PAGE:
What first woman of color in White House means to local historian

JACKSONVILLE, Fla. – Vice President-elect Kamala Harris is not only the first woman to win the office, but he’s also the first woman of color on a winning presidential ticket.

“While I may be the first woman in this office, I will not be the last," Harris said while appearing with President-elect Joe Biden on Saturday evening. "Because every little girl, watching tonight sees that this is a country of possibility.”

Marsha Phelps, a longtime member of the Durkeeville Historical Society, a nonprofit that educates people about the community’s African-American heritage, called Harris’ win “just another great milestone moment in my long life.”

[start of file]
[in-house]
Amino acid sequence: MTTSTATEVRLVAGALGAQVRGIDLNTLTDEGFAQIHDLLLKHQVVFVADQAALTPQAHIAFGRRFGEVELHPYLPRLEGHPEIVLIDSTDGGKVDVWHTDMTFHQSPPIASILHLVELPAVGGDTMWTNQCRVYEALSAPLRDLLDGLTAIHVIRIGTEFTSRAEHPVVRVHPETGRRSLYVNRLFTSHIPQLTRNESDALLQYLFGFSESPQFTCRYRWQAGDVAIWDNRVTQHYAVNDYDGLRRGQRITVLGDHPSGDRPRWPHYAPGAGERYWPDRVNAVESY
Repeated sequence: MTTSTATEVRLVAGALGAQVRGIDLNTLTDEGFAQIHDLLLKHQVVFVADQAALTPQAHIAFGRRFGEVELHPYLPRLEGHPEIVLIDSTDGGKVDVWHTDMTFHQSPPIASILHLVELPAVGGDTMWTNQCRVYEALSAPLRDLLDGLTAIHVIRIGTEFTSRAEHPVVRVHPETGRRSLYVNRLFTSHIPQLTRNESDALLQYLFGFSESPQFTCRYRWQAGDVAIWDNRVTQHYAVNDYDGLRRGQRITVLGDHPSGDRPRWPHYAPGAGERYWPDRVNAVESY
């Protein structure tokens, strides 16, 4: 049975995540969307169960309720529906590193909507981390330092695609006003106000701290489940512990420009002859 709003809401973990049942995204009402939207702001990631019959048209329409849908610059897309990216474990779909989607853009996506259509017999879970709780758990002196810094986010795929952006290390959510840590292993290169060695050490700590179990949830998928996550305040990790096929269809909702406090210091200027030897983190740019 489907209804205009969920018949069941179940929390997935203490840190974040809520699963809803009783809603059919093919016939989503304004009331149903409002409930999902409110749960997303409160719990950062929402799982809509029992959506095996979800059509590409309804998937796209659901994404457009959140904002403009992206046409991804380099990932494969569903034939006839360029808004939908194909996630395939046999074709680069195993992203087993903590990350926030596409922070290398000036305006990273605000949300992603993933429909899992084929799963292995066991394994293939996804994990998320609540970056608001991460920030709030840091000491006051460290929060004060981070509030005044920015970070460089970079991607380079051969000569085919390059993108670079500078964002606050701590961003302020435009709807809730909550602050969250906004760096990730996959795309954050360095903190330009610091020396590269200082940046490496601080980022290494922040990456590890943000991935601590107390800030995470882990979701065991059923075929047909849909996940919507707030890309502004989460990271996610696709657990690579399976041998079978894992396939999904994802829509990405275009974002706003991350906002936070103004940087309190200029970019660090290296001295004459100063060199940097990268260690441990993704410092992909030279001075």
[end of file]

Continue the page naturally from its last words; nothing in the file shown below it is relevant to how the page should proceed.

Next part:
Phelps said Harris' road from San Francisco District Attorney to California Attorney General to the U.S. Senate and now the White House is an inspiration to young people.

“This election and this victory is more of an equalizer, an equalizer to people who may be hurting," Phelps said. “It’s like, you see a house and you say, ‘That’s my house.’ You see a car and you claim that. And you see a vice president and you see a president and you see yourself as being able to wish and to work towards fulfilling your dreams, and this is a dream. So, dreams come true if we work at them.”

Watch full interview with Marsha Phelps

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